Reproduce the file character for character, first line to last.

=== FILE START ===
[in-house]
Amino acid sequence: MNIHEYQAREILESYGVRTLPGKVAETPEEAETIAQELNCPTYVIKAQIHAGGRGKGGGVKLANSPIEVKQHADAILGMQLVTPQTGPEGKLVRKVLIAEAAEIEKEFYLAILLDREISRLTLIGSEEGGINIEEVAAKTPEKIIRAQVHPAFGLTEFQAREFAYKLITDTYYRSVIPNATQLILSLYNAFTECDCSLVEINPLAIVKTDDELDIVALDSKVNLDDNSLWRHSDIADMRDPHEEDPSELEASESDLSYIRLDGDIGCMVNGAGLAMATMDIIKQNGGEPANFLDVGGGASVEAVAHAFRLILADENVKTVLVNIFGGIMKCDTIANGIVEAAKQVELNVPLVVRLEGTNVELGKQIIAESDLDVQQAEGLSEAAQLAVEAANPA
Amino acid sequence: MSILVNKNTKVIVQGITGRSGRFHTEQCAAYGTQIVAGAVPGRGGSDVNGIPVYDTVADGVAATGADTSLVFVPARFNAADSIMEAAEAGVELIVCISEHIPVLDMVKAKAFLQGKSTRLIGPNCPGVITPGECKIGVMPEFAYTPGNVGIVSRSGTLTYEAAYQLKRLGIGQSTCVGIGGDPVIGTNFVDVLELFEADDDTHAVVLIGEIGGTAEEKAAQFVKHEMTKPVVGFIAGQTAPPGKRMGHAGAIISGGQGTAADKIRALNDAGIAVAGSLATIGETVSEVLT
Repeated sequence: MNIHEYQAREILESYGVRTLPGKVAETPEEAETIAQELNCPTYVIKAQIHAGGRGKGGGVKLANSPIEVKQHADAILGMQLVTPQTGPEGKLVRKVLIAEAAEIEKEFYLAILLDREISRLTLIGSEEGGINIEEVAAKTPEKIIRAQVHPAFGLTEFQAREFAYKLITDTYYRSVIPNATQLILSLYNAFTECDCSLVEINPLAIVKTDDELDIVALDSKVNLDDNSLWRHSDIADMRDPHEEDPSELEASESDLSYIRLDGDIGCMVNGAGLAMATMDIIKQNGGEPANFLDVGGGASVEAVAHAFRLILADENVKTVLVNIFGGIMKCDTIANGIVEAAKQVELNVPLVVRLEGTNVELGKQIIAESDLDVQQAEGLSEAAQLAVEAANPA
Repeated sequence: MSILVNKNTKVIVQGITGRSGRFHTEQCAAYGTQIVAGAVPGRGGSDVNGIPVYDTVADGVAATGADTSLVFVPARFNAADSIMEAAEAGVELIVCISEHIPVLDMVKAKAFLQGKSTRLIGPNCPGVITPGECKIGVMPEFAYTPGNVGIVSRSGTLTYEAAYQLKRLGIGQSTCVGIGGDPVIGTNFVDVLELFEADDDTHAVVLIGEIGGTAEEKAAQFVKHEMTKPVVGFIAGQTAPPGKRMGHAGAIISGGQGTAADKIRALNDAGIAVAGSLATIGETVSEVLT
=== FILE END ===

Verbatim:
[in-house]
Amino acid sequence: MNIHEYQAREILESYGVRTLPGKVAETPEEAETIAQELNCPTYVIKAQIHAGGRGKGGGVKLANSPIEVKQHADAILGMQLVTPQTGPEGKLVRKVLIAEAAEIEKEFYLAILLDREISRLTLIGSEEGGINIEEVAAKTPEKIIRAQVHPAFGLTEFQAREFAYKLITDTYYRSVIPNATQLILSLYNAFTECDCSLVEINPLAIVKTDDELDIVALDSKVNLDDNSLWRHSDIADMRDPHEEDPSELEASESDLSYIRLDGDIGCMVNGAGLAMATMDIIKQNGGEPANFLDVGGGASVEAVAHAFRLILADENVKTVLVNIFGGIMKCDTIANGIVEAAKQVELNVPLVVRLEGTNVELGKQIIAESDLDVQQAEGLSEAAQLAVEAANPA
Amino acid sequence: MSILVNKNTKVIVQGITGRSGRFHTEQCAAYGTQIVAGAVPGRGGSDVNGIPVYDTVADGVAATGADTSLVFVPARFNAADSIMEAAEAGVELIVCISEHIPVLDMVKAKAFLQGKSTRLIGPNCPGVITPGECKIGVMPEFAYTPGNVGIVSRSGTLTYEAAYQLKRLGIGQSTCVGIGGDPVIGTNFVDVLELFEADDDTHAVVLIGEIGGTAEEKAAQFVKHEMTKPVVGFIAGQTAPPGKRMGHAGAIISGGQGTAADKIRALNDAGIAVAGSLATIGETVSEVLT
Repeated sequence: MNIHEYQAREILESYGVRTLPGKVAETPEEAETIAQELNCPTYVIKAQIHAGGRGKGGGVKLANSPIEVKQHADAILGMQLVTPQTGPEGKLVRKVLIAEAAEIEKEFYLAILLDREISRLTLIGSEEGGINIEEVAAKTPEKIIRAQVHPAFGLTEFQAREFAYKLITDTYYRSVIPNATQLILSLYNAFTECDCSLVEINPLAIVKTDDELDIVALDSKVNLDDNSLWRHSDIADMRDPHEEDPSELEASESDLSYIRLDGDIGCMVNGAGLAMATMDIIKQNGGEPANFLDVGGGASVEAVAHAFRLILADENVKTVLVNIFGGIMKCDTIANGIVEAAKQVELNVPLVVRLEGTNVELGKQIIAESDLDVQQAEGLSEAAQLAVEAANPA
Repeated sequence: MSILVNKNTKVIVQGITGRSGRFHTEQCAAYGTQIVAGAVPGRGGSDVNGIPVYDTVADGVAATGADTSLVFVPARFNAADSIMEAAEAGVELIVCISEHIPVLDMVKAKAFLQGKSTRLIGPNCPGVITPGECKIGVMPEFAYTPGNVGIVSRSGTLTYEAAYQLKRLGIGQSTCVGIGGDPVIGTNFVDVLELFEADDDTHAVVLIGEIGGTAEEKAAQFVKHEMTKPVVGFIAGQTAPPGKRMGHAGAIISGGQGTAADKIRALNDAGIAVAGSLATIGETVSEVLT